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Author Topic: Interfacing USB Drive to Microcontroller  (Read 6807 times)
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SKUPAD
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« on: April 09, 2008, 10:33:03 10:33 »

Hi,

I need advice on a possible project that does the following: -

              A PIC Microcontroller which acts as USB host device.
              The Microcontroller is able to read  or write a standard USB flash drive.
              The microcontroller that acts as the host must also be able to read and write in FAT.
 
               I have found USB HOST controller KITS from http://www.vinculum.com/products.html
               which can be controlled through dos like commands with serial link.

               Can anybody suggest me any other design idea.

Thanks.
 
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Angor
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« Reply #1 on: April 10, 2008, 01:11:22 13:11 »

May be this link help you...
http://www.ellisys.com/archive/ar030801.pdf
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SKUPAD
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« Reply #2 on: April 10, 2008, 02:10:01 14:10 »

Thank you Mr. Angor

But your reffered doc does not addresses the goal of the project.

USB interfaces are everywhere today, with low cost flash memory drives and all kinds of USB peripherals readily available. But these are very much focused on the PC market. Attempt to make use of these peripherals in the 8- and 16-bit embedded market and you'll find that implementation, cost and power consumption become major considerations. Part of this is due to the embedded controllers that are used in such systems. Devices such as the PIC family of controllers from Microchip are widely used with a broad range of memory densities and peripherals, but they lack the interfaces, resources and performance to incorporate a USB host controller.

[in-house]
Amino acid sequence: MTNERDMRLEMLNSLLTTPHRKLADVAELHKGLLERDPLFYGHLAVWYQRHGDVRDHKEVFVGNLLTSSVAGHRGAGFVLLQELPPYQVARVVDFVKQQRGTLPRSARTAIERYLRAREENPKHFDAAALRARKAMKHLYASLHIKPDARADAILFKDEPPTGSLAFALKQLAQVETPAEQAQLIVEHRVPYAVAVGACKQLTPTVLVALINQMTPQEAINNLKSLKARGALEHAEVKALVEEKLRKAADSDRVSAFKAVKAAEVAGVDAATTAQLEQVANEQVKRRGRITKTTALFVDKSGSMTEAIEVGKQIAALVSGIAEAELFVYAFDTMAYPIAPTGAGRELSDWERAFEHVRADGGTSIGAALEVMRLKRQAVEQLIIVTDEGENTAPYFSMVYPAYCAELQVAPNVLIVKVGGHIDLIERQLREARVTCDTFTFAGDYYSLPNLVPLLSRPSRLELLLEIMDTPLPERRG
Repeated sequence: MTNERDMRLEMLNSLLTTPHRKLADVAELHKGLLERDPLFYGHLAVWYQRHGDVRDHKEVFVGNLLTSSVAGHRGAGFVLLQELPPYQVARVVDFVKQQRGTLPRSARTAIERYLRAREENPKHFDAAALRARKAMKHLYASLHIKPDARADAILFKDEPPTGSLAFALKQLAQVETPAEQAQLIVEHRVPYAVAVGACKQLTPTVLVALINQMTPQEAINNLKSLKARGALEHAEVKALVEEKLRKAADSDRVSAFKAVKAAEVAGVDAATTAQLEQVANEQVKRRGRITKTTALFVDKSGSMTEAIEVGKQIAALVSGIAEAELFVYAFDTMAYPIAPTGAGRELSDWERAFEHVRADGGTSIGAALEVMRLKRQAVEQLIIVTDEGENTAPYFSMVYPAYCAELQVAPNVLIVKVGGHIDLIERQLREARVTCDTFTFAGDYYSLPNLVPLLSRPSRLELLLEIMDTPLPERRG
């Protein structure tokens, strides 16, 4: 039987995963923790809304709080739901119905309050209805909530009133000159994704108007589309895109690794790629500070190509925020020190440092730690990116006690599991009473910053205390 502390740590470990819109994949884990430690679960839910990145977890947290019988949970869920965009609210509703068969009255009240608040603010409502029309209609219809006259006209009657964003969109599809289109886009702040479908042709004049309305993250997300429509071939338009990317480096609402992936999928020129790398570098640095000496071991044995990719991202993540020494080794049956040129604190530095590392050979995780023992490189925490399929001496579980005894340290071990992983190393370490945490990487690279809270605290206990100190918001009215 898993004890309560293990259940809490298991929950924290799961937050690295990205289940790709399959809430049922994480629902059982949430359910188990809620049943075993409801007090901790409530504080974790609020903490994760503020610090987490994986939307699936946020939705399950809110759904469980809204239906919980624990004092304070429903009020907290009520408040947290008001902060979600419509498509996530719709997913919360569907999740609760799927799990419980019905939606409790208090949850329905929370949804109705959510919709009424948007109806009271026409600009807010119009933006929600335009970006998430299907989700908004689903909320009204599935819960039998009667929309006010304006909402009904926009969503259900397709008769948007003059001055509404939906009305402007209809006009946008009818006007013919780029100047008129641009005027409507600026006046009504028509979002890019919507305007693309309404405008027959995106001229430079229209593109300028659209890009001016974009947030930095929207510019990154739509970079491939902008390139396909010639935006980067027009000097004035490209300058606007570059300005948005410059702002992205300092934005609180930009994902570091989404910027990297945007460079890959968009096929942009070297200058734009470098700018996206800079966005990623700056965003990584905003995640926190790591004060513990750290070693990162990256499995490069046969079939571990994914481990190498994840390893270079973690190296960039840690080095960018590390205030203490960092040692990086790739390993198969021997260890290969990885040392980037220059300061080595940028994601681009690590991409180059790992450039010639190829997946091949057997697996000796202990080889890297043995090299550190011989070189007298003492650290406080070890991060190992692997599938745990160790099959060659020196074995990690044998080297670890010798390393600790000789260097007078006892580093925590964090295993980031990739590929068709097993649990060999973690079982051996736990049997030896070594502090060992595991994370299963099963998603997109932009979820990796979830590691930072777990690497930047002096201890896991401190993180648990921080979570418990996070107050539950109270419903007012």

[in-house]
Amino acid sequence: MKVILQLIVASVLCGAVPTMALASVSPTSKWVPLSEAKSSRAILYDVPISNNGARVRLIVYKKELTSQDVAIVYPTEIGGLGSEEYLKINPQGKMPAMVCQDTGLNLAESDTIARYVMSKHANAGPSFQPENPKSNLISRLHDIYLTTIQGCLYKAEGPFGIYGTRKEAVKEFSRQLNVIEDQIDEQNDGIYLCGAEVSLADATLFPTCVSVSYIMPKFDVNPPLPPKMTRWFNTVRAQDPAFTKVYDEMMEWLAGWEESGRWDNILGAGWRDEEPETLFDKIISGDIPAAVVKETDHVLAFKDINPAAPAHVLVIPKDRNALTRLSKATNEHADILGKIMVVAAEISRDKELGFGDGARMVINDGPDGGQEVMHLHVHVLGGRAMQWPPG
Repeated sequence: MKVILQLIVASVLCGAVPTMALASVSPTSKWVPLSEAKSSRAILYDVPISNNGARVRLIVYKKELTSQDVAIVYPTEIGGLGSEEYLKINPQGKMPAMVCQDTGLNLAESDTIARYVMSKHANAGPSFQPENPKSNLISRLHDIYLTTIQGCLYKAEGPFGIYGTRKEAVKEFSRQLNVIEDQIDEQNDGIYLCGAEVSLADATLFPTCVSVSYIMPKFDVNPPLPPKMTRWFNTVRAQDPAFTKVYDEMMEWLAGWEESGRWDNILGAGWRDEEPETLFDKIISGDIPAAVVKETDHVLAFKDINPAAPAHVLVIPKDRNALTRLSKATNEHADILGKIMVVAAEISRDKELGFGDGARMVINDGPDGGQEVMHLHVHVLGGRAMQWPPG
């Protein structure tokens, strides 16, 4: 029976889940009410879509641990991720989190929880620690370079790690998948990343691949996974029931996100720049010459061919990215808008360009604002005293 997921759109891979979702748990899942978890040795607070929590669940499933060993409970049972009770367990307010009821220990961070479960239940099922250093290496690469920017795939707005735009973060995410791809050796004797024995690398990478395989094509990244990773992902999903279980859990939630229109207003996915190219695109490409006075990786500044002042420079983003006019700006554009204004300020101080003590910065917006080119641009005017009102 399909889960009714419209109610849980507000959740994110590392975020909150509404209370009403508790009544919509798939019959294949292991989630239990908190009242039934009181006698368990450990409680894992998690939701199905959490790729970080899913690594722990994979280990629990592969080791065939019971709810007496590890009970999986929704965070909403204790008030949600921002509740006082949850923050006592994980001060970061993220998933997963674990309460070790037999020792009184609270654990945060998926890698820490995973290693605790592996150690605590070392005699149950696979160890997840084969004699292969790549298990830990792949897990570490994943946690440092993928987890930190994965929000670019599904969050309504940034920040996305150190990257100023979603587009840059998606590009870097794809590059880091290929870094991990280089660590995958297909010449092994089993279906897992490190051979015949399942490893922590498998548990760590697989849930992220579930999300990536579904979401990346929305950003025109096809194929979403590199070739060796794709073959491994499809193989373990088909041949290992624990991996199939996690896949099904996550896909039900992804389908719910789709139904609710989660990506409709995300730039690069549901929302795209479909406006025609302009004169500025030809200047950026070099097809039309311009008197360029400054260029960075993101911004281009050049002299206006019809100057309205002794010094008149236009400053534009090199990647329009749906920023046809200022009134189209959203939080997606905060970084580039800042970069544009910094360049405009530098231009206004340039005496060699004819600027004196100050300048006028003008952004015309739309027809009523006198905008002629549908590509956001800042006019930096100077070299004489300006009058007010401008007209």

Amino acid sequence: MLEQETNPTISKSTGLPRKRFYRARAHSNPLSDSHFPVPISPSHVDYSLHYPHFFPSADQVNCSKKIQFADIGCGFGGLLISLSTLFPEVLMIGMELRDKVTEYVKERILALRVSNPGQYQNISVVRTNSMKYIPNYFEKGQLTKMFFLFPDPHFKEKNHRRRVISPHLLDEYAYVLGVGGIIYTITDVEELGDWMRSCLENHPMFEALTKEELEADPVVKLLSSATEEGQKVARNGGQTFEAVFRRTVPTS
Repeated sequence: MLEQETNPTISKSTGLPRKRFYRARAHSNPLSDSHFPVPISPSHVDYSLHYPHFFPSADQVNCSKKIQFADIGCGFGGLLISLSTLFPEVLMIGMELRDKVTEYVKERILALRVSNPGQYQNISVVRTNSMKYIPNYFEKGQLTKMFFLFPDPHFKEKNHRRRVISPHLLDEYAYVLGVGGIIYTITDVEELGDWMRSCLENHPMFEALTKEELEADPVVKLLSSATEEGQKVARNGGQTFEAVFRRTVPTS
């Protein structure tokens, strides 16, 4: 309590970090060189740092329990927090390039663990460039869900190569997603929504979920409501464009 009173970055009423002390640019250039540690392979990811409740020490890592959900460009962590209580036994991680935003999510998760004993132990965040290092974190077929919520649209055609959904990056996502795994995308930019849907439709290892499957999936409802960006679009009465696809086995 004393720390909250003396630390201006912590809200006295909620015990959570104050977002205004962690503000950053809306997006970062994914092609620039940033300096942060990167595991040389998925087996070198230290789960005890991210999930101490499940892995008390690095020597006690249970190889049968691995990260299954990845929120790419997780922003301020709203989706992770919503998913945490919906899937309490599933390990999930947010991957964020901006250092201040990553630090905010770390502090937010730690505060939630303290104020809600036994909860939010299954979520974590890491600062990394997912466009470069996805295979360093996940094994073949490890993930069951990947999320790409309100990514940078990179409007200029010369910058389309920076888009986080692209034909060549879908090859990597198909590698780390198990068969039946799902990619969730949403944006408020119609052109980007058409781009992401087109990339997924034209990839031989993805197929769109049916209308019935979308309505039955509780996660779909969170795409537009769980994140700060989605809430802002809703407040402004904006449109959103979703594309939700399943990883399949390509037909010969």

A VNC1L Vinculum controller IC provides the interface between the PIC as the system controller and a USB 2.0 full-speed port. This allows a USB flash memory drive connection, for example, to be used with a minimum of implementation time and overhead but it is costlier.

We need any alternate idea to achieve the simmilar goal at minimum cost.

Thanks.
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pickit2
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« Reply #3 on: April 11, 2008, 12:04:21 12:04 »

The VNC1L USB is a Host Controller, and the Picmicros at this time are all Slave devices.
The high cost is the use of a Host device, such as the VNC1L.